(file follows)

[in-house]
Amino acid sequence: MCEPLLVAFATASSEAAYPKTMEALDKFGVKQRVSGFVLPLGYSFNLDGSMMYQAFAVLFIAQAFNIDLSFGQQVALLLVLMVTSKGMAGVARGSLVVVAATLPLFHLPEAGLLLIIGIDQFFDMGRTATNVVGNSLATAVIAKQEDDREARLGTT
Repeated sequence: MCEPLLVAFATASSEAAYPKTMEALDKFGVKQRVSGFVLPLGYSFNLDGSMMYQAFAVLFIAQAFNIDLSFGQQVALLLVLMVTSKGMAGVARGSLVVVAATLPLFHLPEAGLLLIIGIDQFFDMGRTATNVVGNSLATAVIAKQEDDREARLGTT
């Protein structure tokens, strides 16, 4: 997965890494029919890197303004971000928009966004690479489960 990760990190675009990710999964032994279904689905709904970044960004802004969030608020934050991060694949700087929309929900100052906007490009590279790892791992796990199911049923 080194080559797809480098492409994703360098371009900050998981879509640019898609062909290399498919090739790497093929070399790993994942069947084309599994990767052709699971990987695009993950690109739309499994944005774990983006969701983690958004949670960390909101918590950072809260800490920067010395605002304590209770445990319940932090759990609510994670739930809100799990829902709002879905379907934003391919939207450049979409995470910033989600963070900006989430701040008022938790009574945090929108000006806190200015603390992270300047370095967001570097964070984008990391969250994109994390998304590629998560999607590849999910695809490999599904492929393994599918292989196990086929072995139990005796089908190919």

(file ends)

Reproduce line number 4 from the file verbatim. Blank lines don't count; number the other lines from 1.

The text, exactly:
């Protein structure tokens, strides 16, 4: 997965890494029919890197303004971000928009966004690479489960 990760990190675009990710999964032994279904689905709904970044960004802004969030608020934050991060694949700087929309929900100052906007490009590279790892791992796990199911049923 080194080559797809480098492409994703360098371009900050998981879509640019898609062909290399498919090739790497093929070399790993994942069947084309599994990767052709699971990987695009993950690109739309499994944005774990983006969701983690958004949670960390909101918590950072809260800490920067010395605002304590209770445990319940932090759990609510994670739930809100799990829902709002879905379907934003391919939207450049979409995470910033989600963070900006989430701040008022938790009574945090929108000006806190200015603390992270300047370095967001570097964070984008990391969250994109994390998304590629998560999607590849999910695809490999599904492929393994599918292989196990086929072995139990005796089908190919």